Once again the calender has flipped to a new year, and with it comes all the resolutions often centered on self improvement.
But what about our pets?
Many of our animal friends could use some improvements in their lives. So while setting goals for ourselves in 2004, why not make a few changes for pets as well?
If not already taking pets to a veterinarian for yearly examinations, make it a resolution to start. Not only should all pets be vaccinated yearly, but annual examinations often can detect hidden ailments before they become serious heath conditions. Maintaining animal health not only ensures pets live longer, but also can save owners money in the long run.
Another resolution could be to have pets spayed or neutered. Not only are there numerous health benefits to having pets fixed, but it also makes certain that pets can't contribute to the overpopulation problem.
Overpopulation has become a global problem, but that doesn't mean it can't be addressed at the community level. If your pets are already fixed, consider making a resolution to sponsor an animal at a local shelter that needs to be spayed or neutered.
Getting in shape is always a popular resolution and there's no reason not to include pudgy pooches or tabbies with big tummies. Recruit obese pets as training partners so you can get fit together.
Start by making sure pets are being fed the appropriate amounts and that their diet is based on a well-balanced, high quality pet food.
Whether relating to weight reduction or as a resolution itself, make exercising pets a routine. Schedule daily walks and designate time specifically for play.
Taking pets to training classes such as obedience or agility can be a good source of exercise. Training dogs to be better behaved can be a resolution itself.
Another resolution could be to keep animals properly groomed. Brush dogs and cats more frequently. This not only makes pets feel better and reduces hairballs, but it can cut down on the amount of pet hair on clothes and furniture. Clip nails regularly.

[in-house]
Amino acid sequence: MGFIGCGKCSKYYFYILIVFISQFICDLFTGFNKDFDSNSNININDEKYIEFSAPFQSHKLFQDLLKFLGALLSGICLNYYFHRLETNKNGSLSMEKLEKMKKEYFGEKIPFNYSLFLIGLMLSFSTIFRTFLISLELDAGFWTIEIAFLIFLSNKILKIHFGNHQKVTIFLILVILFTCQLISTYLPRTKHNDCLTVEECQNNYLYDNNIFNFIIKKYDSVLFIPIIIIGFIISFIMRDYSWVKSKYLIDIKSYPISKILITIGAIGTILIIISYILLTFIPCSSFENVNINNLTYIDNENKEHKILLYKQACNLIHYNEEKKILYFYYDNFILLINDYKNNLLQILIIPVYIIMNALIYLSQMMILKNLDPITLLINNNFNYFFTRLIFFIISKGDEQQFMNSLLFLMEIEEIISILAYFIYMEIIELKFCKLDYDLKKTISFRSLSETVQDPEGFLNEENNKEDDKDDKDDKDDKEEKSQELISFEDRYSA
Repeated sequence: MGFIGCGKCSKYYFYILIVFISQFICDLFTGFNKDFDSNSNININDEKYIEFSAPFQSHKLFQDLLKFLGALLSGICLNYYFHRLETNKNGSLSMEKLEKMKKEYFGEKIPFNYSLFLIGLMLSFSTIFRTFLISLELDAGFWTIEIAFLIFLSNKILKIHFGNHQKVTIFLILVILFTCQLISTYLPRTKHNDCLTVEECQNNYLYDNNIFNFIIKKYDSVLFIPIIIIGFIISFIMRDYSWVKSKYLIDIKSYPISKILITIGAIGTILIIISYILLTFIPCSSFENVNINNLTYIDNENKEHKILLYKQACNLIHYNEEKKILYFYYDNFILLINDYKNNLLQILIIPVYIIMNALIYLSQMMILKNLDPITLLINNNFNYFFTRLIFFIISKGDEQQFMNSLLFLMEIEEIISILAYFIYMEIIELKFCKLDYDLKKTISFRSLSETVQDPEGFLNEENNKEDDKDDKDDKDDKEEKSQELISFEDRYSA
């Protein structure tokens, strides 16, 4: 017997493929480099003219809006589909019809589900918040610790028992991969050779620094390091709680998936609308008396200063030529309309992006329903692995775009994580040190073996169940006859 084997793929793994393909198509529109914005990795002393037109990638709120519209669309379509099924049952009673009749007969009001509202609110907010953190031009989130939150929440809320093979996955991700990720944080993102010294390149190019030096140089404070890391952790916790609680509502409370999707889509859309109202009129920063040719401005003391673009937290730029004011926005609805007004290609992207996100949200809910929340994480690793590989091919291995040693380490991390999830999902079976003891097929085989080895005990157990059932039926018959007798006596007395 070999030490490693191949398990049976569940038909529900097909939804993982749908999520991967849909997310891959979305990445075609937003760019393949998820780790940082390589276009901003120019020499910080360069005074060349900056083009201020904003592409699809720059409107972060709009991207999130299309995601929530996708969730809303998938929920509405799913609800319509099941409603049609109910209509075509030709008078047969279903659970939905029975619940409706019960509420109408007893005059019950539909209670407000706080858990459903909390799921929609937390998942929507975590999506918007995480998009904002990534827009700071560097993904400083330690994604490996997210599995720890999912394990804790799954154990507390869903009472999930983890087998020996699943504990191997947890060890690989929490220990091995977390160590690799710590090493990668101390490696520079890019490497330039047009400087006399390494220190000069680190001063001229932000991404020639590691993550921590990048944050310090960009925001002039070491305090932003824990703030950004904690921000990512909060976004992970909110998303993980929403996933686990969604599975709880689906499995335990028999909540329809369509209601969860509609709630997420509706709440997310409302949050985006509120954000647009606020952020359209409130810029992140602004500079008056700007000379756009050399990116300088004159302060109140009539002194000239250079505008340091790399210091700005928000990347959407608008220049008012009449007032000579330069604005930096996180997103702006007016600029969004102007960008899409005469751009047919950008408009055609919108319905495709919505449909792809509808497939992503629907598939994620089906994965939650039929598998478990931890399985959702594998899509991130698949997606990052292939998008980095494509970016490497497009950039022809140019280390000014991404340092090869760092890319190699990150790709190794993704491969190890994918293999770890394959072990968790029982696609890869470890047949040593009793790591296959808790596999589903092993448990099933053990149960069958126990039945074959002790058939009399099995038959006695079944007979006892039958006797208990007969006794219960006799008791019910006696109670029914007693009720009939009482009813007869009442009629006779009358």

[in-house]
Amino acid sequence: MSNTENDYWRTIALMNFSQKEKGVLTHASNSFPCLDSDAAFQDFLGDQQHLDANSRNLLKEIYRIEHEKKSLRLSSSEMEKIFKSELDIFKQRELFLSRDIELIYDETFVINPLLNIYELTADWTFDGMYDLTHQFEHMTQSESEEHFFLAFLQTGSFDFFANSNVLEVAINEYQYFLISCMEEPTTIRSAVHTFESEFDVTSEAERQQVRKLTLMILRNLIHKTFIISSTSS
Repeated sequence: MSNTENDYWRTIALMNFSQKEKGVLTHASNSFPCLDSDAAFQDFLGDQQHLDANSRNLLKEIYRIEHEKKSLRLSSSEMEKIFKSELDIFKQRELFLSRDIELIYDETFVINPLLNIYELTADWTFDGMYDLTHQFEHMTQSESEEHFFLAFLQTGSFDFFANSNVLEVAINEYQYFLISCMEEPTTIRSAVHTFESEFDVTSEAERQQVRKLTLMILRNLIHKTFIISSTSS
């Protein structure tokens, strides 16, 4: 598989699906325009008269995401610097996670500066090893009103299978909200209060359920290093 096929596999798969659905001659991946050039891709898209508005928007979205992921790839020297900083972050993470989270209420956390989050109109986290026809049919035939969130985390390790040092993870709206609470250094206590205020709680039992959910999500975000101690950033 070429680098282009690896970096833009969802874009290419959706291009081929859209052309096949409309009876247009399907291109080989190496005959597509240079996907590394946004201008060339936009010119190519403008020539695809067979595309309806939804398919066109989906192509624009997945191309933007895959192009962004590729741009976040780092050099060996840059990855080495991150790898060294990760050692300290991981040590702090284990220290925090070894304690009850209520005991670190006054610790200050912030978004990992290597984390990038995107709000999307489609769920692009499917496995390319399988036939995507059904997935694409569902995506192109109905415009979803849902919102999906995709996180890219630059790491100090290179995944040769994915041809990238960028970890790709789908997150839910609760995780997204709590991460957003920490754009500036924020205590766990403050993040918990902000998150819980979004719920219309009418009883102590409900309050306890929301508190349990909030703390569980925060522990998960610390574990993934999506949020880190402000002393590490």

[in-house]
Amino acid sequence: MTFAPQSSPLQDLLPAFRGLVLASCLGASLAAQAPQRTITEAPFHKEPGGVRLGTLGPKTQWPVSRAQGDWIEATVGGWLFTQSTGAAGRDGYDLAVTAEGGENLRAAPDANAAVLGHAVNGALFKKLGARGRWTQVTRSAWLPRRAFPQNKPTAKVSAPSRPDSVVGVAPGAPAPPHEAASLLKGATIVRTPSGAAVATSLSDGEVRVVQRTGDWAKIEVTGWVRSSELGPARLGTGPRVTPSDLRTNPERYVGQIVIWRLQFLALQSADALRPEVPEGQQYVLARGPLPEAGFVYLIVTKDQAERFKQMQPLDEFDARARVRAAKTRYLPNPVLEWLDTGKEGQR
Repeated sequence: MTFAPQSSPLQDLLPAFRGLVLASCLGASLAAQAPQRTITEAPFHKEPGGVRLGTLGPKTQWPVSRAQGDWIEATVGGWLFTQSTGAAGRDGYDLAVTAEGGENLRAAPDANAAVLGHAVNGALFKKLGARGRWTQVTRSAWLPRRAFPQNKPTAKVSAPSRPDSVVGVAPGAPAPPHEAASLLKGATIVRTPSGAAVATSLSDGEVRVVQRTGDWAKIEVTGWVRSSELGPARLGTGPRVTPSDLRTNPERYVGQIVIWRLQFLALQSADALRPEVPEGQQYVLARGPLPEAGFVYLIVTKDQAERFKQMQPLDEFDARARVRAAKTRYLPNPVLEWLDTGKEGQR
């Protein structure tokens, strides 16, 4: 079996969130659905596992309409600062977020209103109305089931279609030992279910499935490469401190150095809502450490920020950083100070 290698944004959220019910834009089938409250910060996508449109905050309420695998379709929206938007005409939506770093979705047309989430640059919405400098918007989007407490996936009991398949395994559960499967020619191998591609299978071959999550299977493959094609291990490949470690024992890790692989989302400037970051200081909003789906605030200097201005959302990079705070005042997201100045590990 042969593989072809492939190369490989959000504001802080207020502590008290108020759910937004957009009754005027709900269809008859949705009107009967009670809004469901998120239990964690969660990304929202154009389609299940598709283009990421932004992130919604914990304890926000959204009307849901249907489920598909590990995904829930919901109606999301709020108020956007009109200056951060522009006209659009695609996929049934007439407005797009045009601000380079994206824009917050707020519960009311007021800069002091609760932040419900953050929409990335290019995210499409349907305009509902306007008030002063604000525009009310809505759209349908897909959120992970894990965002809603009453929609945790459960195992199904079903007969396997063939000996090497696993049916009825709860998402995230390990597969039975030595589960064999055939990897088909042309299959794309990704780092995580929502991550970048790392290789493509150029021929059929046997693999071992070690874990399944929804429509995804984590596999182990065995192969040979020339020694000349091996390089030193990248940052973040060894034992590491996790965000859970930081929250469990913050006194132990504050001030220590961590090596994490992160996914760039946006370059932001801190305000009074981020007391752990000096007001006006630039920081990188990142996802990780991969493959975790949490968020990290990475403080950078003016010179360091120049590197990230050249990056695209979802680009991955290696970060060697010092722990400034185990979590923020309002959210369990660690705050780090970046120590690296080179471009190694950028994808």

Mist or shower birds a few times a week, and keep up with wing and nail trimmings to keep them properly groomed, as well.
If pet identification and emergency plans aren't up to date, make that a resolution in the new year. All pets should have at least one form of identification, such as a tag with their name, phone number and address. However, it never hurts to have a back-up identification system like a microchip, just in case.
If you don't already have a copy of your pet's medical records with an up-to-date photo, put one together. This can save precious time in an emergency, or if a pet is lost.
Make certain the phone numbers for after-hours or emergency veterinary clinics are still accurate. Make a copy for your wallet or purse, and leave one with a close friend who is comfortable with your pets. Regardless of which of these resolutions you choose, or if you come up with one on your own, make 2004 the happiest, healthiest year you and your pet have ever had.
Joseph Robertia is a reporter for the Peninsula Clarion. He has worked with wildlife and domestic animals for more than 10 years as a veterinary technician, a zoo keeper, and most recently as a zoologist for the Wildlife Conservation Society. He welcomes any pet-related questions or story ideas, but please none of a veterinary nature. Ideas and questions can be sent to his attention by e-mail at email@example.com.
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